The anniversary of the Roe v. Wade decision usually generates some commentary on the state of the abortion debate from mainstream-media outlets. This year was no exception. Last Wednesday Sarah Kliff had an article on the Washington Post’s Wonkblog entitled “13 charts which show how Roe v. Wade changed abortion rights.” The charts present various long-term trends dealing with the politics and policy of legal abortion.
Most of the information is fairly accurate. Kliff is correct that the abortion rate increased after Roe v. Wade but that the number of abortions has been falling since 1990. Kliff is also correct that the number of state-level pro-life laws has significantly increased in recent years and the number of abortion facilities is declining. She presents evidence that public opinion on the Roe v. Wade decision has fluctuated over time — though unfortunately she fails to present the Gallup polls that demonstrate a clear increase in pro-life sentiment since the mid 1990s.
However, Kliff oddly claims that countries with more-liberal abortion laws have lower abortion rates. Here she fails to make the elementary distinction between correlation and causation. She does not mention that abortion tends to be more legally restricted in the Middle East, Africa, and South America, regions that tend to have much higher poverty rates and a higher incidence of other social pathologies that likely increase the demand for abortion.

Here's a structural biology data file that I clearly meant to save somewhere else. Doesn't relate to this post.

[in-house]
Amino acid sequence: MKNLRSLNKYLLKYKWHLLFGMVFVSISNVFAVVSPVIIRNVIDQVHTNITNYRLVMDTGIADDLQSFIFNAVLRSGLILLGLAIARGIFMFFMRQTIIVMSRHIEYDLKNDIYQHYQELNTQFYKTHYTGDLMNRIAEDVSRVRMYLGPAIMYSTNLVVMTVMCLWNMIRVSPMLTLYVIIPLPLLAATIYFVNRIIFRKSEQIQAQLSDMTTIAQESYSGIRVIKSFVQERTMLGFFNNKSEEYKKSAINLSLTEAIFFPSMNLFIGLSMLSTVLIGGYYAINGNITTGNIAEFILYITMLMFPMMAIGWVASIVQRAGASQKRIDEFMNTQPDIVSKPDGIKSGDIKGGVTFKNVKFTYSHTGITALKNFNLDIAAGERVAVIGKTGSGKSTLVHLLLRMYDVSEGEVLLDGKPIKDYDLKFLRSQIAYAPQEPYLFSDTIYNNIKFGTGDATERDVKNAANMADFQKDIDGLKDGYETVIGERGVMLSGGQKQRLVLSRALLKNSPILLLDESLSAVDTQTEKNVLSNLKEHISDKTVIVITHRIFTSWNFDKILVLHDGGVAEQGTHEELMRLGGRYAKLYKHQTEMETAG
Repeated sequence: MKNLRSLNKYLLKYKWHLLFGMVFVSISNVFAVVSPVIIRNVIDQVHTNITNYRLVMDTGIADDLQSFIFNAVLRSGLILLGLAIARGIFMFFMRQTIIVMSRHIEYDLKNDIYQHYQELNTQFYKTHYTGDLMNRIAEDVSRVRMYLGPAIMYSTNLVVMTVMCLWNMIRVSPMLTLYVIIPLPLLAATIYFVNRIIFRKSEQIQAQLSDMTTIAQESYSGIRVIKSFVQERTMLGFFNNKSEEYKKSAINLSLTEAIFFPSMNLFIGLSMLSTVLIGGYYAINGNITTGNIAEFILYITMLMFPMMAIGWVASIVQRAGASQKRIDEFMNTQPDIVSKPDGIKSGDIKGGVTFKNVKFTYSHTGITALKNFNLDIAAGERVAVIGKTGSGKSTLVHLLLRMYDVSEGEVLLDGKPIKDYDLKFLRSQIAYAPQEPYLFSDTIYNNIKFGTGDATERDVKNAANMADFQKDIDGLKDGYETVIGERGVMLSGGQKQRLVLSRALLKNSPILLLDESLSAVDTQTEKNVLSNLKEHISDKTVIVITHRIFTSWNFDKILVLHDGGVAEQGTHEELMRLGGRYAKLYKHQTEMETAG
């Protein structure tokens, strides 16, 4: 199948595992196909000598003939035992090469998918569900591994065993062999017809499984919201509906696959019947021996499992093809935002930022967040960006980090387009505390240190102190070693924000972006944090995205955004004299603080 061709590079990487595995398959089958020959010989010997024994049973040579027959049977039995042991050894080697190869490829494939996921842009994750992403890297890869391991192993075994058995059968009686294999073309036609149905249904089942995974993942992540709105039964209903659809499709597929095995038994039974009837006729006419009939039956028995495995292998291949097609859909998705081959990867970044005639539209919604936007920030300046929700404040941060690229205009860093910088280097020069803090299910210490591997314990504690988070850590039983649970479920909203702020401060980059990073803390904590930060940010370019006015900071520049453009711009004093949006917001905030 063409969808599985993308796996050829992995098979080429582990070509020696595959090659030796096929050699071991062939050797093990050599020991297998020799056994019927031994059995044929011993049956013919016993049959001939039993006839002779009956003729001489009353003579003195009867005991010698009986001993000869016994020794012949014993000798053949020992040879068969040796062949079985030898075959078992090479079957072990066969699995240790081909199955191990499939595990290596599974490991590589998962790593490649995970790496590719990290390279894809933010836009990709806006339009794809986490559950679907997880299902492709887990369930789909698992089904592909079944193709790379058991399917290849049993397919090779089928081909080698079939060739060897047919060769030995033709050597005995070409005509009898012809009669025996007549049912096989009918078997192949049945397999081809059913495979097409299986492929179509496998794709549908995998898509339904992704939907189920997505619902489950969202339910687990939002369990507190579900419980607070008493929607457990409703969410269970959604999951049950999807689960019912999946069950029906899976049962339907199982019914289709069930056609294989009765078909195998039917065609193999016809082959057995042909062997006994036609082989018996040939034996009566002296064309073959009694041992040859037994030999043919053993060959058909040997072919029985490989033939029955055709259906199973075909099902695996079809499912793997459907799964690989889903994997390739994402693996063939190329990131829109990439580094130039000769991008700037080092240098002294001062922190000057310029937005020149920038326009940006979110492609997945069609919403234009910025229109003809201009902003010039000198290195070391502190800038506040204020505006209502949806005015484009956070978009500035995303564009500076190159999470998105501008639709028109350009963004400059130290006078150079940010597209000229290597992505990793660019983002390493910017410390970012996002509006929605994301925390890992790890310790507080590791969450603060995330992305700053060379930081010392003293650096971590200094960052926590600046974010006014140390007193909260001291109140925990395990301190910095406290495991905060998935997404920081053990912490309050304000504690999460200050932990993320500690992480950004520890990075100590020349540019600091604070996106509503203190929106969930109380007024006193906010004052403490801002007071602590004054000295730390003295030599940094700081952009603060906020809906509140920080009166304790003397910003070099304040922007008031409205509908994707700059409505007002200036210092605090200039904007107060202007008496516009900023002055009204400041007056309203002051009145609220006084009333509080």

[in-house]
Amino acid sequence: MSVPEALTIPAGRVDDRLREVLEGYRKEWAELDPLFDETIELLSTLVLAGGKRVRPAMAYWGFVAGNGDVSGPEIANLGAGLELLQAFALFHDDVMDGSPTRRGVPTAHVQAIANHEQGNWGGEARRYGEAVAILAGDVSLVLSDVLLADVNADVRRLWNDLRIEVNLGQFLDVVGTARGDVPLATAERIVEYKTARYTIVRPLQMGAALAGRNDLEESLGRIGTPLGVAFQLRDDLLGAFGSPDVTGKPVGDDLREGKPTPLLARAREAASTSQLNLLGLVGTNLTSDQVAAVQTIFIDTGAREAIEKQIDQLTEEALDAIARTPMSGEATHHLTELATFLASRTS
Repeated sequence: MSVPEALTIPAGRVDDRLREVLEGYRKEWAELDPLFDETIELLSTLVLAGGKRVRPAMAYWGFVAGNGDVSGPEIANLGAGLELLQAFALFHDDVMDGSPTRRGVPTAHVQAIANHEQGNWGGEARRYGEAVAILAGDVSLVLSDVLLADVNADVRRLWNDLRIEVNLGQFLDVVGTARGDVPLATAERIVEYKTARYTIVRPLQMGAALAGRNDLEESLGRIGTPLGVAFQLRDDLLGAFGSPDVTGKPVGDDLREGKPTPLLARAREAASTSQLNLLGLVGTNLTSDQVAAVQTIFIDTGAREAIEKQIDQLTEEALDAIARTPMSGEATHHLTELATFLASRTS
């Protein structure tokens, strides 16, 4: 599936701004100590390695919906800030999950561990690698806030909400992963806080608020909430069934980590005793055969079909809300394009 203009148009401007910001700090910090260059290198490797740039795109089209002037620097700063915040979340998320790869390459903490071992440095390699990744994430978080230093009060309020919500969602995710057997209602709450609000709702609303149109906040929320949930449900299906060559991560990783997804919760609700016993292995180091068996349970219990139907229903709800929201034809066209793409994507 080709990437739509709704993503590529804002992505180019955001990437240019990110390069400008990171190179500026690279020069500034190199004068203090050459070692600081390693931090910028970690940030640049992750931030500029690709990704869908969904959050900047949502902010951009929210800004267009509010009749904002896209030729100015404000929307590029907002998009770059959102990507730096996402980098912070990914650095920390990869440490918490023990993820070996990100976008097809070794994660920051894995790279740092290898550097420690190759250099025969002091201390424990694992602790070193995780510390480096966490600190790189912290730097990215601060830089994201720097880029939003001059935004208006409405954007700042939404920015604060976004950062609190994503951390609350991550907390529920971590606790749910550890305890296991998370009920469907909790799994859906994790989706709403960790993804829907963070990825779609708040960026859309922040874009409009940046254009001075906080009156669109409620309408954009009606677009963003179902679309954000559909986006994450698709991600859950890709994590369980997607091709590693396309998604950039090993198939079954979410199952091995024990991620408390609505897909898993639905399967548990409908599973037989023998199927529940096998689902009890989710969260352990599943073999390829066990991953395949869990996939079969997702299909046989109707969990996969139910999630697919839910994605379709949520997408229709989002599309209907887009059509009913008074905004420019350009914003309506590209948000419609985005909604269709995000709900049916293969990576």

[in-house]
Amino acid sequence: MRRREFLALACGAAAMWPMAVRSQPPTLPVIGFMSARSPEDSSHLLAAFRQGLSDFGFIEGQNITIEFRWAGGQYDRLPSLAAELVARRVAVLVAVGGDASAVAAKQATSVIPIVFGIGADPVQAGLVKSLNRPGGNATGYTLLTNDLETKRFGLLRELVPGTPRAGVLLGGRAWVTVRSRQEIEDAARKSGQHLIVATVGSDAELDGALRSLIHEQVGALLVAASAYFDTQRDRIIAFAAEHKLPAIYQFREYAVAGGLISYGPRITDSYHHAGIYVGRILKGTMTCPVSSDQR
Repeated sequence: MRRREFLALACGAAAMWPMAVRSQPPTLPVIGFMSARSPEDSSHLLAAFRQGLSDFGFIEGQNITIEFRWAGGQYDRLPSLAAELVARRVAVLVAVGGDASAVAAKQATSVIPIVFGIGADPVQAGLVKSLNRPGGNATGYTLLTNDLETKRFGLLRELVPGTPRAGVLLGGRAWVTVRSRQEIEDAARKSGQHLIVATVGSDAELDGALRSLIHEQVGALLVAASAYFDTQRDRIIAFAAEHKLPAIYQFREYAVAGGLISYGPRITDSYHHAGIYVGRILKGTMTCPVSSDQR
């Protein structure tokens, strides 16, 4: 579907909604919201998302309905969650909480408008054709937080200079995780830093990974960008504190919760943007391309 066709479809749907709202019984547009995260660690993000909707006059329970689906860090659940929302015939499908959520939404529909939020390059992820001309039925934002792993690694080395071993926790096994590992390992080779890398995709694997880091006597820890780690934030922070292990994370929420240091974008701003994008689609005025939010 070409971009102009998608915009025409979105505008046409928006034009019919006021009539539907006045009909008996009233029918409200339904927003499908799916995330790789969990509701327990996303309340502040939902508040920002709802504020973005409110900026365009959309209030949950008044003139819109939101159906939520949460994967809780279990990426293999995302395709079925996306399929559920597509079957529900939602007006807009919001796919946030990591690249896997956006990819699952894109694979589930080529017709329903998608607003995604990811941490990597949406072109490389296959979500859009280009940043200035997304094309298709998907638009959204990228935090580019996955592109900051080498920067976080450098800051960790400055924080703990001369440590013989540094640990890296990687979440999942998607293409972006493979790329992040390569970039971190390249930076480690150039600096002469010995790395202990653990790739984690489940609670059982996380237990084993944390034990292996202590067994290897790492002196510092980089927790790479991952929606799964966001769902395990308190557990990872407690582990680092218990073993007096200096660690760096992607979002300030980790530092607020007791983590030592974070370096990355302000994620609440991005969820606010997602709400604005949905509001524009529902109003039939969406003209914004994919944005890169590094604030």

Kliff also wrongly claims that it is “unclear” how abortion restrictions affect abortion rates. The length the media will go to raise questions about the efficacy of pro-life initiatives never ceases to amaze me. Earlier in her post, Kliff herself acknowledged that U.S. abortion rates increased significantly following the Roe v. Wade decision. Furthermore, there exists a considerable body of academic research showing that the incidence of abortion is sensitive to its legal status.
For instance, a recent Guttmacher literature review acknowledged that the “best research” indicates that Medicaid-funding restrictions reduce the incidence of abortion. There are 19 academic studies that show parental-involvement laws lower abortion rates for minors. A peer-reviewed study analyzing changes in abortion policy in Eastern Europe after the fall of Communism found abortion restrictions reduced abortion rates by around 25 percent. Of course, such research gets scant attention from the mainstream media.
— Michael J. New is an assistant professor of political science at the University of Michigan–Dearborn and an associate scholar at the Charlotte Lozier Institute. Follow him on Twitter @Michael_J_New.